Guys (and girls), I know the inbody is messing with your head, I know the scale is your best friend in the morning and then your nemesis by noon. You feel so weak trying to finish the most menial tasks around the house, never mind making it into Max to train. When you finally do have time to train you may feel like you’re letting something else go, or putting other priorities on the back burner. You are paying the price, you are paying your dues. You will all have different levels of sacrifice depending on your support structure at home. Some friends and family are supporting your every move, keeping you accountable, reminding you of how amazing your commitment is – and others… not so much.
Your spouse may feel left out. You may have guilt about picking your kids up at school only to drop them off again so you can train. Your best friend may miss her drinking buddy, or even be jealous that she doesn’t have the guts to commit to this epic training. Get all of this out of your head, because when your friends and family see you on the stage, all will be forgiven.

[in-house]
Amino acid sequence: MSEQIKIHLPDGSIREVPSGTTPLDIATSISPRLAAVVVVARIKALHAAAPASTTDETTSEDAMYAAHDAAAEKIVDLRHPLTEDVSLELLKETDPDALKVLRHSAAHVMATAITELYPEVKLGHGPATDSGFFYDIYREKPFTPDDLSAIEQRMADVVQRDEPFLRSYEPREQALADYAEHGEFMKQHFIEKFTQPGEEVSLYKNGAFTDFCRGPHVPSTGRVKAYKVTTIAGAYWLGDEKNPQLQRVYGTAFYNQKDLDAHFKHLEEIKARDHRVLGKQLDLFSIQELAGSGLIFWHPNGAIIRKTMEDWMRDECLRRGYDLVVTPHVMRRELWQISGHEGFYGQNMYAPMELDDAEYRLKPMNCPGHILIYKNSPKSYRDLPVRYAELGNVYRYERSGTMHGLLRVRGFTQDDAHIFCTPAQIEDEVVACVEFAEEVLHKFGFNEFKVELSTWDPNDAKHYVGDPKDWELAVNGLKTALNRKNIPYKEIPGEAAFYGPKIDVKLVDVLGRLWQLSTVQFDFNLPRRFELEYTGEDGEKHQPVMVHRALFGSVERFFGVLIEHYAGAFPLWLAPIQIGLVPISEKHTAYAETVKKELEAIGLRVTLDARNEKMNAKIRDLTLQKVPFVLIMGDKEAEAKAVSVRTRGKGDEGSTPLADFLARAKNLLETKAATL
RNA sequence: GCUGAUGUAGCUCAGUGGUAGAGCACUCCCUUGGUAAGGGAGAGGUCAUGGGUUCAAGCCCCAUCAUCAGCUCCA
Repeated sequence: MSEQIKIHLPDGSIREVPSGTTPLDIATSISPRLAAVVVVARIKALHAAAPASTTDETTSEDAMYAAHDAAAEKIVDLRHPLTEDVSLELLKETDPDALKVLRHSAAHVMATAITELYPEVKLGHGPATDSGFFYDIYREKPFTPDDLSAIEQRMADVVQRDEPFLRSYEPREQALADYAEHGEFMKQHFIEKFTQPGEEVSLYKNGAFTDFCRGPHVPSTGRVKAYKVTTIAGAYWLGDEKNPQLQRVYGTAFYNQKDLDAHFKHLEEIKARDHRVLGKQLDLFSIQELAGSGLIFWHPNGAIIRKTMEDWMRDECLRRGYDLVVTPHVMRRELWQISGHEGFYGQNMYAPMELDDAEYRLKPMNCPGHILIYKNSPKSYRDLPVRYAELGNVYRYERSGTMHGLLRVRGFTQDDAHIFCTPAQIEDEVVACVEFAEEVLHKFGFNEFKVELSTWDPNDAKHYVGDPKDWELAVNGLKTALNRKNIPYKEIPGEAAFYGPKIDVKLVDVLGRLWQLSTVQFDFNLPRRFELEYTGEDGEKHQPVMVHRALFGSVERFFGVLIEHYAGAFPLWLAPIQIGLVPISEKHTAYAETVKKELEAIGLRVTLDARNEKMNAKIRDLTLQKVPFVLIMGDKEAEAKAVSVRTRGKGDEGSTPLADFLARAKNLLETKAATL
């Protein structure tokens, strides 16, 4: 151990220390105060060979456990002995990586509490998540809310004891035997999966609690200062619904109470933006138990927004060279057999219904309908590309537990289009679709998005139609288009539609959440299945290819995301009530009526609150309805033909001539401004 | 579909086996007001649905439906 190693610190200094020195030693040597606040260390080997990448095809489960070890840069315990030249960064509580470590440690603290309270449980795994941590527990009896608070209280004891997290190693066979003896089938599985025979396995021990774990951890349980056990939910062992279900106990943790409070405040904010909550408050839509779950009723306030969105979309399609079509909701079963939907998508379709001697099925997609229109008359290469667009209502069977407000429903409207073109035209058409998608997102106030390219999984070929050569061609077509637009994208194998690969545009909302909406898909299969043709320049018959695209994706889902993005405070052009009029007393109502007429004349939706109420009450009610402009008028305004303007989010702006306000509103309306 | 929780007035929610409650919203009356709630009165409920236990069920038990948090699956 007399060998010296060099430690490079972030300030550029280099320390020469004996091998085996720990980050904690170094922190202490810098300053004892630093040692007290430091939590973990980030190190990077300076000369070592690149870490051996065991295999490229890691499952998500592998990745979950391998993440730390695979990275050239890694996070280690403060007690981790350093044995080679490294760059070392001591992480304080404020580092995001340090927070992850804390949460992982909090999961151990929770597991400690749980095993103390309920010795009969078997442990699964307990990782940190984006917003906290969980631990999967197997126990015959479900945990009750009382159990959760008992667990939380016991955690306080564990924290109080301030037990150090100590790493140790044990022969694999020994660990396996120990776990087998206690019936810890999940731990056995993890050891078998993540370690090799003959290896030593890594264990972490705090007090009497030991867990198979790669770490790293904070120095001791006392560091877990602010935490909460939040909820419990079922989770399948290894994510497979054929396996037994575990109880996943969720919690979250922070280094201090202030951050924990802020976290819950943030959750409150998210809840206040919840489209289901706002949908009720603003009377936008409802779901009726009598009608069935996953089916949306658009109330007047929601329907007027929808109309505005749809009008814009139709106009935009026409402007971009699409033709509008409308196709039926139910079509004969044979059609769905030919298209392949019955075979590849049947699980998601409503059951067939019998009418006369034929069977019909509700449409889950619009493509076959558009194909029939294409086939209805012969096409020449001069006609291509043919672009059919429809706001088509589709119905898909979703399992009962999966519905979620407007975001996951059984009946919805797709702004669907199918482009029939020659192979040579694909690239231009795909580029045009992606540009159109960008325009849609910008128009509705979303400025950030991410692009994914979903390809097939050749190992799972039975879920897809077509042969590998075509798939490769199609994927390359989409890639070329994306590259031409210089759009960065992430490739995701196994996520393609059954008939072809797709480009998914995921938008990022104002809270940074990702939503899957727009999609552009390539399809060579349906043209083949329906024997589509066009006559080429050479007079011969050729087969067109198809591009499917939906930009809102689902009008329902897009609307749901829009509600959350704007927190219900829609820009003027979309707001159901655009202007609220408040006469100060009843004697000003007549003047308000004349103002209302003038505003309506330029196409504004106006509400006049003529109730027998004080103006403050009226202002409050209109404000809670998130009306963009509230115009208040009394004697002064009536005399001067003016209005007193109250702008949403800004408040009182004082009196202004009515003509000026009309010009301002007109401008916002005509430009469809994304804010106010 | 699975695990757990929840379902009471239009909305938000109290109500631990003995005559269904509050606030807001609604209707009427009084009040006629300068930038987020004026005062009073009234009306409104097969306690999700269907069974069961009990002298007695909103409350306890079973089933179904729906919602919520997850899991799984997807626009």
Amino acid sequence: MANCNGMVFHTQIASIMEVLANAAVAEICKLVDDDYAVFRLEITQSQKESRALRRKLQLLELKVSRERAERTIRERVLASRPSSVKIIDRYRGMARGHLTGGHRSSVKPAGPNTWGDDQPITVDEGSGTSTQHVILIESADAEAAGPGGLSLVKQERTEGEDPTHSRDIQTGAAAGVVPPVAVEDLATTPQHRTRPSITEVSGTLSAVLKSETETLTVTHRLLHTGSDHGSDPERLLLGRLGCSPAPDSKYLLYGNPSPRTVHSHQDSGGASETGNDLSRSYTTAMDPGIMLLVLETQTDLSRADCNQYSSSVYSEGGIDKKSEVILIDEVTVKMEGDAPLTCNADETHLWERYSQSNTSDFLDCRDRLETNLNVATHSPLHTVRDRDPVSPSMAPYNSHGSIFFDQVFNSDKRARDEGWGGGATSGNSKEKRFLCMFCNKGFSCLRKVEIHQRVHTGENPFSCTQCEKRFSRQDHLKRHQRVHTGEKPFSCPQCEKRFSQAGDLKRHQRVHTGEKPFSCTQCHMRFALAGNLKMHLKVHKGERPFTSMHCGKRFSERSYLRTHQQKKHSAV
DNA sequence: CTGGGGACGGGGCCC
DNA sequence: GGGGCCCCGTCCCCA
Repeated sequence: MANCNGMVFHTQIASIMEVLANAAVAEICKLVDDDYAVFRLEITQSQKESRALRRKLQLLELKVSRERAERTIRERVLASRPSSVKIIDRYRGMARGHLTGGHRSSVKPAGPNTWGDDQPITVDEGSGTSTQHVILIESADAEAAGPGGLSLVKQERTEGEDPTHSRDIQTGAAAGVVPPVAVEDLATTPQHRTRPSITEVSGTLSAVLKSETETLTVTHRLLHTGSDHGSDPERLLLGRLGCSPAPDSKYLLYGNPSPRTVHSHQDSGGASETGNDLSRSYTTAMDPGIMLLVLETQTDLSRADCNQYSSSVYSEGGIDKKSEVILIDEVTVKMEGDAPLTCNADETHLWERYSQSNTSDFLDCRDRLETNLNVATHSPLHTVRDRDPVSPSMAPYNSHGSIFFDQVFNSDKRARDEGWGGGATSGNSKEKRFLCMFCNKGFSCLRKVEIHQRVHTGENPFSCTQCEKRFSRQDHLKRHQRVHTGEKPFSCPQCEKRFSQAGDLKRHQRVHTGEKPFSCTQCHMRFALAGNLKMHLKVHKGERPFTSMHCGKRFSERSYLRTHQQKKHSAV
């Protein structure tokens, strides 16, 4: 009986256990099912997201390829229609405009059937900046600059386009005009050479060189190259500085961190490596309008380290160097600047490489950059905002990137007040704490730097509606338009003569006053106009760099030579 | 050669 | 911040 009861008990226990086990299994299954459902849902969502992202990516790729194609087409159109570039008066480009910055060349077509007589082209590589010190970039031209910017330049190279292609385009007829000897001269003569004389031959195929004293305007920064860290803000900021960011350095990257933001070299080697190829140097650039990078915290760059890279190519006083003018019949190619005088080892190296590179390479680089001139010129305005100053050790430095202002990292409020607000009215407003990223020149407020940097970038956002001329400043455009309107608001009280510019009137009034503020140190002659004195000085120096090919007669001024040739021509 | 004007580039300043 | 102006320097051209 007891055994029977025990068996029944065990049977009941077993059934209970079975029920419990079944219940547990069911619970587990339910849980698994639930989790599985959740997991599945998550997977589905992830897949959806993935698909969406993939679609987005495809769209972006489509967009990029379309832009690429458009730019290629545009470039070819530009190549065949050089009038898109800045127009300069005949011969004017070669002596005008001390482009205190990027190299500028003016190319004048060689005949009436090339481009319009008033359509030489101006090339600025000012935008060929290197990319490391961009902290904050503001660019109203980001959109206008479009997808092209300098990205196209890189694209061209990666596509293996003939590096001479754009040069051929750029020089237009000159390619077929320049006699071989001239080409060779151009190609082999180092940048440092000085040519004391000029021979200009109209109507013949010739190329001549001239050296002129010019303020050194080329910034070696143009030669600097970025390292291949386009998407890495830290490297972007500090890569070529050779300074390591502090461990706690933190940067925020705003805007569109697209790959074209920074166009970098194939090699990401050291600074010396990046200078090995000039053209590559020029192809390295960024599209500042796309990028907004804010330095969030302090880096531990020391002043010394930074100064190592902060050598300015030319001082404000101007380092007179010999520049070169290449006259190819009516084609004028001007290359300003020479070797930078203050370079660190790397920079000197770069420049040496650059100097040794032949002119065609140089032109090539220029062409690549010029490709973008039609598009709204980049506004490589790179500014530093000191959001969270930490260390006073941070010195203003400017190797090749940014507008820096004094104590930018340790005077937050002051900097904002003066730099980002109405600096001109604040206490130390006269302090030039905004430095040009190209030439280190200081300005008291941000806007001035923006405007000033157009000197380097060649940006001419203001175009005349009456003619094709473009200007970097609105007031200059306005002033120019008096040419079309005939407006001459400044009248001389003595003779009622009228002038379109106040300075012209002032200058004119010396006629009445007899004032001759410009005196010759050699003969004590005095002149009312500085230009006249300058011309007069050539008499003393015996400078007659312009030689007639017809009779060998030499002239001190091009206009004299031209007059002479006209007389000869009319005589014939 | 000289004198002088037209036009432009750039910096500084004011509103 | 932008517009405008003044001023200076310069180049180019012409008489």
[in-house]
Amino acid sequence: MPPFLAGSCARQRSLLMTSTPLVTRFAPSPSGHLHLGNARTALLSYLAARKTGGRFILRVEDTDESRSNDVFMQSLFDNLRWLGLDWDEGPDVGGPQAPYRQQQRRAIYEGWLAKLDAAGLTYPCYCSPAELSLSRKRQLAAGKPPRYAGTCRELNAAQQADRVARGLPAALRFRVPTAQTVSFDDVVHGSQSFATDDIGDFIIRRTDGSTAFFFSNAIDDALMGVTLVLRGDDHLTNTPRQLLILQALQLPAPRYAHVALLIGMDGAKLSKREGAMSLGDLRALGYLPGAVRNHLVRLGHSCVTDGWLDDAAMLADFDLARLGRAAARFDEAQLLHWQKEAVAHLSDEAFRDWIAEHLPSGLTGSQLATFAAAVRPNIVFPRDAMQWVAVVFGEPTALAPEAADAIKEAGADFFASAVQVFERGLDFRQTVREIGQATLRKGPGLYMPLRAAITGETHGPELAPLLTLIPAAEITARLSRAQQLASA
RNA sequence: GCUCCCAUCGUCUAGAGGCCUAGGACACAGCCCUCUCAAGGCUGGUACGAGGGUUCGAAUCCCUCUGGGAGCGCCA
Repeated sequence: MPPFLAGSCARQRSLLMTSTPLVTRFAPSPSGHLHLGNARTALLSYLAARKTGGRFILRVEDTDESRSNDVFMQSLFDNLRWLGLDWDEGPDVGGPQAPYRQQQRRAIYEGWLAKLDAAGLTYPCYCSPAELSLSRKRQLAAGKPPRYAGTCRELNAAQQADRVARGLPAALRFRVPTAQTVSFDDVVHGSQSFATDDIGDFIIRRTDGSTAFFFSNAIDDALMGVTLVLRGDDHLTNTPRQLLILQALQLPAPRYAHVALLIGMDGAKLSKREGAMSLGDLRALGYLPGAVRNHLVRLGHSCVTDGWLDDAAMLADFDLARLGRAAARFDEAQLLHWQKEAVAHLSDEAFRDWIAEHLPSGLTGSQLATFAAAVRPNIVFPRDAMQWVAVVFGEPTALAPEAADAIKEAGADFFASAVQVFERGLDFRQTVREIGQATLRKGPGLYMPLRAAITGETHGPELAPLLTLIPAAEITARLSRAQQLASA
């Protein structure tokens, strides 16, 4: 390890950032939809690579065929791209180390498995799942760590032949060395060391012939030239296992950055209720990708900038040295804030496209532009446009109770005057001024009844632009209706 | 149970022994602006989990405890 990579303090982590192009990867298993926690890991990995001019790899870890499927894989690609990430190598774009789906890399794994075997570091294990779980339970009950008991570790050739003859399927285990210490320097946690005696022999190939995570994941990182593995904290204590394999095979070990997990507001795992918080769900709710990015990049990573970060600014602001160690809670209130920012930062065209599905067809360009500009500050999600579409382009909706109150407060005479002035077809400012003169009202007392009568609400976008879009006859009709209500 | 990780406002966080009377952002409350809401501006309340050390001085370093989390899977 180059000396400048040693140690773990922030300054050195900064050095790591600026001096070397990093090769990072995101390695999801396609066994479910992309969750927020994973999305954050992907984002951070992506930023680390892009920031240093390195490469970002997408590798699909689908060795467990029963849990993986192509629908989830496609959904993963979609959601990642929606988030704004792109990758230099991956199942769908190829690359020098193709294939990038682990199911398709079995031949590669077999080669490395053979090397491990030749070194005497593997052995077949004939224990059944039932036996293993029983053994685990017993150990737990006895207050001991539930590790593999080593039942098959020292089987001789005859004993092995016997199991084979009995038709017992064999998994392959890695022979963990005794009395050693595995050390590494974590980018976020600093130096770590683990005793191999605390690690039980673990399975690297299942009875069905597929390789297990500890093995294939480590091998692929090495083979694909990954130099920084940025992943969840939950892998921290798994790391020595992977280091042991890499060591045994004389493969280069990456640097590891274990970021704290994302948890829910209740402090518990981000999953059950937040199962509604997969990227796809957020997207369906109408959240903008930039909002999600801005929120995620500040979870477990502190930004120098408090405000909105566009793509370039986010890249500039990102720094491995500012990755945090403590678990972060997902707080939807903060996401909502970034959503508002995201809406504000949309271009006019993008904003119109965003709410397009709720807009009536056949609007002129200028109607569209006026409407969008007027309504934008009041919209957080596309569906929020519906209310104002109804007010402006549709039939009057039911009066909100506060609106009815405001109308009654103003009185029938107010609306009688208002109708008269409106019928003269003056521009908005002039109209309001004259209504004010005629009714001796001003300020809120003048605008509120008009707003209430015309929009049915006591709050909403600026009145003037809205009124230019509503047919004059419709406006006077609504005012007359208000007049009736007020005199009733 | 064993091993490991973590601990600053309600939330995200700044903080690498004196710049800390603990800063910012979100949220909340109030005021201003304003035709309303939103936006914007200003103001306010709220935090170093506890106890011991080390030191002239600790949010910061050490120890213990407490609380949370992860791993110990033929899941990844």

I have seen my clients go to a show with a skeptic husband, and I watch his face as his bride walks out on stage and his jaw drops. He stands to his feet and screams, number 17, number 17… Or the look on the faces of your kids shouting from the crowd, mom… mom… As a coach, this all plays a part of why I drive you guys, and beg for more when you have nothing left to give. If you are struggling with this, stay true to training, stay true to yourself. The one thing they can’t argue the day of the show is that you deserve the applause they are hearing for you right now.